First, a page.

Sunday, June 1, 2014 11:18:13 AM
Industrial system integration (automation engineer in auto plants.) I wouldn't say I`m knowledgeable. I simply tried to put some thought into how to make the current road tech into "what`s next."
I thought TED`s would generate power during periods away from 50 deg and the electrostriction generated power proportionate to use (big trucks, more flexin`!)
Another point of the thermo-electrics was "feeding more DC current through the road than it generated would warm the surface" but, looking at Thunderf00t`s energy projections for what looked like mica plates, much better heaters than TED`s, heating the road enough to defeat snow in 20-30 deg weather would probably cost more energy than can be stored easily.
All this would depend on being able to secure materials at rates less than just using salt/sand for 10 years.
Sunday, June 1, 2014 9:55:16 AM
"...with all the bumps curves and hills in the road how would you be able to make the panels for every single situation without flattening all the road?" You can't. Banked curves would feel like driving a low-res simulator.
breaking the road into tiles seemed like they were trying to lower maintenance. It doesn`t take foundation settling into account: A continuously driven road is constantly sinking, unevenly. Edges would be jutting up all over the place.
Roads are not flat but, arched to drive water to one edged or another so, the tiles would need to match the foundation shape. The tempered glass and foundation would not age similarly. The current surfaces just mimic the foundation shape.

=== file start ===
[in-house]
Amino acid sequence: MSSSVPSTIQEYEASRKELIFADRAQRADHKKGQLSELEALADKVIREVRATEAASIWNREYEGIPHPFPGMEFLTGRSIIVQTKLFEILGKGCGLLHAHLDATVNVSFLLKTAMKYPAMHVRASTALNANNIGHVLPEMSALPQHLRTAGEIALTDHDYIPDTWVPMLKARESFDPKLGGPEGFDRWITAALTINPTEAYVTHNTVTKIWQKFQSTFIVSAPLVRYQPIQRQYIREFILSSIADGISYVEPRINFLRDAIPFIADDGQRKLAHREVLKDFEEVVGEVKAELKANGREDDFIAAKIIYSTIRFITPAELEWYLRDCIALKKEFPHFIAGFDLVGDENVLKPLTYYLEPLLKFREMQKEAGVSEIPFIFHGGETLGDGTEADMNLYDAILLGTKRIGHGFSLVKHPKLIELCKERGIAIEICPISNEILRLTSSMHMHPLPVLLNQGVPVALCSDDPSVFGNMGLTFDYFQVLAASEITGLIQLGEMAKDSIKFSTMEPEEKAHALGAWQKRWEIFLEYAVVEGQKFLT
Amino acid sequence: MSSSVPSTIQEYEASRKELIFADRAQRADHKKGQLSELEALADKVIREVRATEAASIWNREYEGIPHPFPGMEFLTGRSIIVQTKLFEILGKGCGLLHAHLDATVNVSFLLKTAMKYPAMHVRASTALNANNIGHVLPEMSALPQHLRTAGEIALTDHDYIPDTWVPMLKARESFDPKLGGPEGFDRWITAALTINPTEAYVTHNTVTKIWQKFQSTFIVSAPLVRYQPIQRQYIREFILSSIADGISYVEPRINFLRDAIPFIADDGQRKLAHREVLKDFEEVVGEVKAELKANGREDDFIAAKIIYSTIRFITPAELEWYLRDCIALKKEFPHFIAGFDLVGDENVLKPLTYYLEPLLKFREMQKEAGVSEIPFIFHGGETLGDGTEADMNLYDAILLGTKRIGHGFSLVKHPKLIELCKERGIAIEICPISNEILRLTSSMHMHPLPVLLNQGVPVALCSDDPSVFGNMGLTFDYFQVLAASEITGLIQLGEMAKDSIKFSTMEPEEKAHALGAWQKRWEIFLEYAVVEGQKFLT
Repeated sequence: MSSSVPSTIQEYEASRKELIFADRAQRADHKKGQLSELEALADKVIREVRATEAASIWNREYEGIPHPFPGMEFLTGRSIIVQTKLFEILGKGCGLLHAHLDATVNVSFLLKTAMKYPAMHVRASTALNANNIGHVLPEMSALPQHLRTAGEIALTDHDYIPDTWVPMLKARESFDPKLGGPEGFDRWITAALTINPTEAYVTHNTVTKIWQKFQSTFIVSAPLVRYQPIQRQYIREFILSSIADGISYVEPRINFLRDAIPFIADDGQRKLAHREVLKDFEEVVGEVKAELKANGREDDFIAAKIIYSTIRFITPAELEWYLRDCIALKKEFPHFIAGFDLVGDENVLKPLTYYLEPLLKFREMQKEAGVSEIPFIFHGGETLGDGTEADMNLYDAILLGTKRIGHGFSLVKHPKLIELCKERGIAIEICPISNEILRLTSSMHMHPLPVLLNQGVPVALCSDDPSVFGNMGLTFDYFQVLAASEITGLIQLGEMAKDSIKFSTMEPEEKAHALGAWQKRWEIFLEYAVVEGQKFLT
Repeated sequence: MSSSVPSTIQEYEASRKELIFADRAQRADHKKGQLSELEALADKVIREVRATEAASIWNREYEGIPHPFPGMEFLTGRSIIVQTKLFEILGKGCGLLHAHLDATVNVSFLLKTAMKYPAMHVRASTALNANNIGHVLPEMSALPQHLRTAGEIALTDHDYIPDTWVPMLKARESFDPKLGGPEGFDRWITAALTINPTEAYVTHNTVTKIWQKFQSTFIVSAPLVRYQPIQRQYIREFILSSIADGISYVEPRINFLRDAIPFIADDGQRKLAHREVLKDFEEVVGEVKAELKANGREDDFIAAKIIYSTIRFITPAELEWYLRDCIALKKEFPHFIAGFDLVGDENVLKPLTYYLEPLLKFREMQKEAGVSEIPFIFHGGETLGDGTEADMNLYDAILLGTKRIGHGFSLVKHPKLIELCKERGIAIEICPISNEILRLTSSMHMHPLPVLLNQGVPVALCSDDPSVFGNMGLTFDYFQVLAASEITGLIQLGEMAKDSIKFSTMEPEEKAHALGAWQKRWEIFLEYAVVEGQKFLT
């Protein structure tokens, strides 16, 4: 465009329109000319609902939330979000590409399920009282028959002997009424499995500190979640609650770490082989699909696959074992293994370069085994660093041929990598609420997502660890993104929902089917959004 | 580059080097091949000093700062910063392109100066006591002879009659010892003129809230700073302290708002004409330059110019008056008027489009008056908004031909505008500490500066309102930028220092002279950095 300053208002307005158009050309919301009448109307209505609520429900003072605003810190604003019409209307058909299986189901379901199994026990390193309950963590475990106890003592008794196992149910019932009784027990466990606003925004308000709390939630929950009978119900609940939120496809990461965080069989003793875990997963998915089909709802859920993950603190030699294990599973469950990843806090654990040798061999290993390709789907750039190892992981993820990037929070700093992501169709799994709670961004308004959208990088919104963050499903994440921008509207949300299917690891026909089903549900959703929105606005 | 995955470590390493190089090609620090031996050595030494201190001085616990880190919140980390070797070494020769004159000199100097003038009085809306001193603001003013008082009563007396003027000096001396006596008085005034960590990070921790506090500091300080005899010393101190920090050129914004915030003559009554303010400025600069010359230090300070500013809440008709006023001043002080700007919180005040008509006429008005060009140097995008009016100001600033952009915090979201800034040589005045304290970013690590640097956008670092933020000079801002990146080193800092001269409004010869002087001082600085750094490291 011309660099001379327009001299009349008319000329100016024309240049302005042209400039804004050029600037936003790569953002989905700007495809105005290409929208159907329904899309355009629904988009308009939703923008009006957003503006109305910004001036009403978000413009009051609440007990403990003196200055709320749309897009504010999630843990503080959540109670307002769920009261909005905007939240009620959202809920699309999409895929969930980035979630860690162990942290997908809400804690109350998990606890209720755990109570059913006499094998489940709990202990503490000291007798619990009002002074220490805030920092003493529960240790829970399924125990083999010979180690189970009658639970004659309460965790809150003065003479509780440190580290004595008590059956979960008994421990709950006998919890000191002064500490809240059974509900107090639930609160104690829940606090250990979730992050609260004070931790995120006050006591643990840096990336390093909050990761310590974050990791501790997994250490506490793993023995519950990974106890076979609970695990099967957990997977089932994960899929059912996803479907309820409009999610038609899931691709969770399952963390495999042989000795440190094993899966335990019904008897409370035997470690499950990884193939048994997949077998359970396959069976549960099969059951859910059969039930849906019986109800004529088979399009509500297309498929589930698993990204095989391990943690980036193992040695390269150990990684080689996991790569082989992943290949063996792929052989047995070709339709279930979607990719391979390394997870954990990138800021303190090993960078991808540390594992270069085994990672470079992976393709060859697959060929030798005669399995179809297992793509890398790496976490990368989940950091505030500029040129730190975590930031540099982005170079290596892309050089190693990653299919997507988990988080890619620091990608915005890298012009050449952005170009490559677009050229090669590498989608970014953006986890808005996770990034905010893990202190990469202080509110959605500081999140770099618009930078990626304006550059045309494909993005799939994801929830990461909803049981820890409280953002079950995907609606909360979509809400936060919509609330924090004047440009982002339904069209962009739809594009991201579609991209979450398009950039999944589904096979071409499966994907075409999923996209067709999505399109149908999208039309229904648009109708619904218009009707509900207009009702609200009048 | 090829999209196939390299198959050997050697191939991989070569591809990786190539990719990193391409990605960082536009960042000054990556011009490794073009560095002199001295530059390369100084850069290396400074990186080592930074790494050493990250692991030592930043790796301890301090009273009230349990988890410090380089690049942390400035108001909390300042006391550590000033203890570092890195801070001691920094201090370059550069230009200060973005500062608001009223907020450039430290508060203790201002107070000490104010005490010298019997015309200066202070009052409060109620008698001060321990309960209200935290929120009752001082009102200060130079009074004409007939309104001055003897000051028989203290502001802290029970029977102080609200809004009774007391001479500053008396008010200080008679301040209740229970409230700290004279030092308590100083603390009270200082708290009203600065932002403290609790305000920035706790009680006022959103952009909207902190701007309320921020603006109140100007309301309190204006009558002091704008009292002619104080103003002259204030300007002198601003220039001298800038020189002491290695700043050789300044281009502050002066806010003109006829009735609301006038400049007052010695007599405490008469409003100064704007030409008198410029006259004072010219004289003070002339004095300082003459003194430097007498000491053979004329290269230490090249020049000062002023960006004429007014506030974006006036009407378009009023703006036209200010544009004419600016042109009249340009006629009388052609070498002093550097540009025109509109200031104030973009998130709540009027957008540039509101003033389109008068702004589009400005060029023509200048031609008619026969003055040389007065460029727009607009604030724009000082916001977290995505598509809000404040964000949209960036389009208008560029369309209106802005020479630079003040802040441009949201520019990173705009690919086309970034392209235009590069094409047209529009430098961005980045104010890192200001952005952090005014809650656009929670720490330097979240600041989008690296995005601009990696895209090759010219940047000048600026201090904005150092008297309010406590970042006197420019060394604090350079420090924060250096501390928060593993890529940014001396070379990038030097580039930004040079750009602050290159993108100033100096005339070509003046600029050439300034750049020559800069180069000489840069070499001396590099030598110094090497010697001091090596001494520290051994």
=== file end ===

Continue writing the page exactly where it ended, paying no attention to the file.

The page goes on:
Sunday, June 1, 2014 9:40:35 AM
"...mixed system of solar panels and piezo electric generators under the road surface..." In 2011, I had an idea about integrating a Peltier system into the roads, probably combined with electrostriction. -The temp differential generates current. -The continuous compression/decompression/flexing also generates. The idea was to utilize the conditions that break down roads to supplement maintenance cost.
I do not currently see such a thing replacing the primary grid but, it seemed worth investigating to add to the mix while proposing a more durable road construction standard. Someone else was already developing nearly the exact idea.
I think the daylight visibility can be overcome. I just think the current design, as presented in this video, is not good for more than self-powered lane markers and signs.